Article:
If you would like a little peek at some of Al Purdy’s poetry, read against the background of a Canadian winter, click this link for a four-minute glimpse. Smiles.
For this week’s challenge, let’s try Saying the Names with love of the places most beloved to us. Tell us about the places you hold most dear in the corner of the planet where you live. Share them with us; let us see them through your eyes and your words. Let’s sing their names and landscapes – the places that hold our hearts, that call to us when we are gone, that welcome us home when we return.
“Say the names…till the heart stops beating. Say the names.”
I do love this poem, Sherry, and remember when you pointed my way to it in the past. I wrote in a bit of a hurry this morning as I’m going to be busy the rest of the day. I might return to the poem and redraft it, but it’s a good starting point. Thank you for the inspiration!
I look forward to reading it, Ingrid. Good morning, poet friends. I am anticipating place names of beloved spots from the various corners where you are. Here on the West Coast we woke up to a wild thunderstorm which knocked the power out for a time……….all fresh and clean out there this morning.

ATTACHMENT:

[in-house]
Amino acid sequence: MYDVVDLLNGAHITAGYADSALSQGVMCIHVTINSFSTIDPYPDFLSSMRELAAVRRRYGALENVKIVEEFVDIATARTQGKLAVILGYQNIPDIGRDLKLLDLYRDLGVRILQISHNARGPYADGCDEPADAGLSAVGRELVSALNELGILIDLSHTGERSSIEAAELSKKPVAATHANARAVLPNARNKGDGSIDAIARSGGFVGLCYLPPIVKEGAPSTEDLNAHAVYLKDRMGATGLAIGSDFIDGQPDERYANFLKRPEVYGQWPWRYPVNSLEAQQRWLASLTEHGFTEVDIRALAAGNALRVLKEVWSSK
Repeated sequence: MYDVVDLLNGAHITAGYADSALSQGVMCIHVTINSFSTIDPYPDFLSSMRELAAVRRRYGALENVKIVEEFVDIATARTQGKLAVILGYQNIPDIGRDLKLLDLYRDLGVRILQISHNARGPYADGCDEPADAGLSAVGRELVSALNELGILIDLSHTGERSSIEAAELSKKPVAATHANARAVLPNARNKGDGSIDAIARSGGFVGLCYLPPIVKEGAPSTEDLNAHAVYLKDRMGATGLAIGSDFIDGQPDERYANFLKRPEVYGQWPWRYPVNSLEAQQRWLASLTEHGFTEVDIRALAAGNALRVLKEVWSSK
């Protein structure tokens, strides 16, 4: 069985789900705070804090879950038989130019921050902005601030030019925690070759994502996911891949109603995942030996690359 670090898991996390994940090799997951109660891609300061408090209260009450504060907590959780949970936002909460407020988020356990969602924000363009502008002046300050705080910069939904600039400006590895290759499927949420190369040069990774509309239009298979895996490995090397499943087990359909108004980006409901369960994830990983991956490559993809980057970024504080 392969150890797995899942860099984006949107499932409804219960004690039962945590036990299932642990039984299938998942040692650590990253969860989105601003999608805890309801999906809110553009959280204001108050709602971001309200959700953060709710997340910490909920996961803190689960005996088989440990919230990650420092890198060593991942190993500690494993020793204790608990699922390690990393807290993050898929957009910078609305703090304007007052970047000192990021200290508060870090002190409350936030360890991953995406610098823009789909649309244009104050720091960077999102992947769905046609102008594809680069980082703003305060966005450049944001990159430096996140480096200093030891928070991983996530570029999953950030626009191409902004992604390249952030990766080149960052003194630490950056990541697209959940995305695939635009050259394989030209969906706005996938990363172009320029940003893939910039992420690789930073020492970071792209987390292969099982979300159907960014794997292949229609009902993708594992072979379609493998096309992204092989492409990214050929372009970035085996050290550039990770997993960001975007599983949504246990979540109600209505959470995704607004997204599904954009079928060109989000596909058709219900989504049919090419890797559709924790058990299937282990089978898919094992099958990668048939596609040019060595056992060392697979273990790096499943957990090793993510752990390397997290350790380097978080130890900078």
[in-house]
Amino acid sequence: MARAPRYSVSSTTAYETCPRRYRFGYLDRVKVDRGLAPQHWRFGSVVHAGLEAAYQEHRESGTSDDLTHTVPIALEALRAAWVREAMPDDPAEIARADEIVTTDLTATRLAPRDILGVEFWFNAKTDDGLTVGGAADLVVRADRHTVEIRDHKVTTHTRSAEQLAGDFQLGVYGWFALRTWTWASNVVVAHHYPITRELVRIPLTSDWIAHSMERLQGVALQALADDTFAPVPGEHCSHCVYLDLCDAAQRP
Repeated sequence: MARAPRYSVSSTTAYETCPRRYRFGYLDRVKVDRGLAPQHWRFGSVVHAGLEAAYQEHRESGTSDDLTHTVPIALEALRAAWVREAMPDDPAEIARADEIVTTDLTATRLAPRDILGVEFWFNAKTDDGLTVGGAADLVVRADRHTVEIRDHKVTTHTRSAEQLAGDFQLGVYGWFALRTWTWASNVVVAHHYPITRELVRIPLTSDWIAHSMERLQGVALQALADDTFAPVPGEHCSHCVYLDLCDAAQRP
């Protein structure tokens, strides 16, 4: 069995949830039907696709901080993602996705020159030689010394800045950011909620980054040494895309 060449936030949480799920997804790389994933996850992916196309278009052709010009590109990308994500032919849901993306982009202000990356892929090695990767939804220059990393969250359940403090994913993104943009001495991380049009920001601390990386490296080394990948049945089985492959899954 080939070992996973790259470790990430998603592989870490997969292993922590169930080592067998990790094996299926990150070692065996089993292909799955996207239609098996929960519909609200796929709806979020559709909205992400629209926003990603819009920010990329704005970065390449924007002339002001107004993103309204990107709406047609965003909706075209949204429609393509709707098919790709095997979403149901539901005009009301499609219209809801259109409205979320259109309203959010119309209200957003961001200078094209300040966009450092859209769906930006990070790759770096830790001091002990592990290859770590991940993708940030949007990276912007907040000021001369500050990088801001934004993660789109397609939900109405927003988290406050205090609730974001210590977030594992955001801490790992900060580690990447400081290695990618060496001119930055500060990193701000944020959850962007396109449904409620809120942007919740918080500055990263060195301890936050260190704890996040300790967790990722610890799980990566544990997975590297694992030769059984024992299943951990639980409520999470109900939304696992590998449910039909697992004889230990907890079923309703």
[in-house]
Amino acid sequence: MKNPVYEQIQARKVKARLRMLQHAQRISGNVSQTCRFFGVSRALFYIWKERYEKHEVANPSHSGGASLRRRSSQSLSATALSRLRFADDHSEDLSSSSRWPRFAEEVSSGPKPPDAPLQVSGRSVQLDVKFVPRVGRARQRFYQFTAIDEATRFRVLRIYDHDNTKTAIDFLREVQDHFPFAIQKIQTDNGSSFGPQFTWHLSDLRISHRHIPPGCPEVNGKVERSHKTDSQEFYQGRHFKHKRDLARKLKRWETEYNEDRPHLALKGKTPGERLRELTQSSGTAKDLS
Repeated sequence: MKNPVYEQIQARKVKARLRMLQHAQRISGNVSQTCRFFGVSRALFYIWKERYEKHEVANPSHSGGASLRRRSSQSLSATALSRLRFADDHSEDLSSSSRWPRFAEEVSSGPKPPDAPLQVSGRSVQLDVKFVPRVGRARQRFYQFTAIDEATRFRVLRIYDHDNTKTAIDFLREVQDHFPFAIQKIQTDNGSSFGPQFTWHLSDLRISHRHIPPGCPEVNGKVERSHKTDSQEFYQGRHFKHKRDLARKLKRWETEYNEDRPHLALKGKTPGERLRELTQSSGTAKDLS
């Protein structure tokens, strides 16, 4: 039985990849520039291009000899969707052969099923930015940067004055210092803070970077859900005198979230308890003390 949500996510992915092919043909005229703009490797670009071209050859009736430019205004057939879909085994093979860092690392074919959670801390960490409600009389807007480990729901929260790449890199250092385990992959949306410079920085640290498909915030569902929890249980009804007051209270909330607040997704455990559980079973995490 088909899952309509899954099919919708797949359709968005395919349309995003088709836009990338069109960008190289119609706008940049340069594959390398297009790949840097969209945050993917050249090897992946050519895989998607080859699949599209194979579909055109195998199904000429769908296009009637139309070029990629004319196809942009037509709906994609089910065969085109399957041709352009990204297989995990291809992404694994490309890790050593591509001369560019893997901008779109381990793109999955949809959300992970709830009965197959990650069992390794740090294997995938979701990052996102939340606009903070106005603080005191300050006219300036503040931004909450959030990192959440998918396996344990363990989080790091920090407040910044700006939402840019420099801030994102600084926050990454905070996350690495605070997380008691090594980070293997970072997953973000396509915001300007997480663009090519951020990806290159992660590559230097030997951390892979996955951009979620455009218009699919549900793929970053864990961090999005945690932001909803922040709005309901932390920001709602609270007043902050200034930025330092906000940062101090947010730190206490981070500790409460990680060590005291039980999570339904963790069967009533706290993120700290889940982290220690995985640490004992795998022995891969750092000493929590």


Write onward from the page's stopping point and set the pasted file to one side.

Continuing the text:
I should have kept my Ash Tree poem for this week – I used so many Devon place names that have Ash in them. What will we call them now?
I loved your Ash Tree poem – AND the one you linked today. Smiles.
I love that poem and while I can’t pronouce some of those names they surely sound musical. I’ll have to see if I can do justice to the names of my favorite places.
I am looking forward to it, Yvonne!
Hello Sherry, Lovely challenge, beautiful poem. I have linked an older poem with slight tweaks for today – hopefully will revisit with something new later in the week. xx
I LOVE your poem, Lindi. I dont mind at all revisiting older poems. I do it myself. Sometimes we have already said it as well as it can be said.
NEWS: the injunction that allowed the police to arrest protesters at Fairy Creek HAS NOT BEEN RENEWED. The judge said that the brutality in how the police carried out the injunction did not reflect well on the court and for that reason was not being renewed. The police packed up and left. The land defenders were dancing. The trees are still not safe. But the torture has stopped, for the moment. Finally some reason and justice.
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That is good news.
Oops…sorry made a wrong entry…please delete Sherry. Late to the party this week. I live near the Warrumbungles when I am not living in Sydney. We have been in lock down for more than 3 months so cannot get back…there is a mice wasp and termite plague occuring up there plus we are going into bushfire season soon as well…Ah, life in the outback::)
Fixed the link — for all the terrors of the bush you mention here, your poem is all glory! – Brendan
Thank you Brendan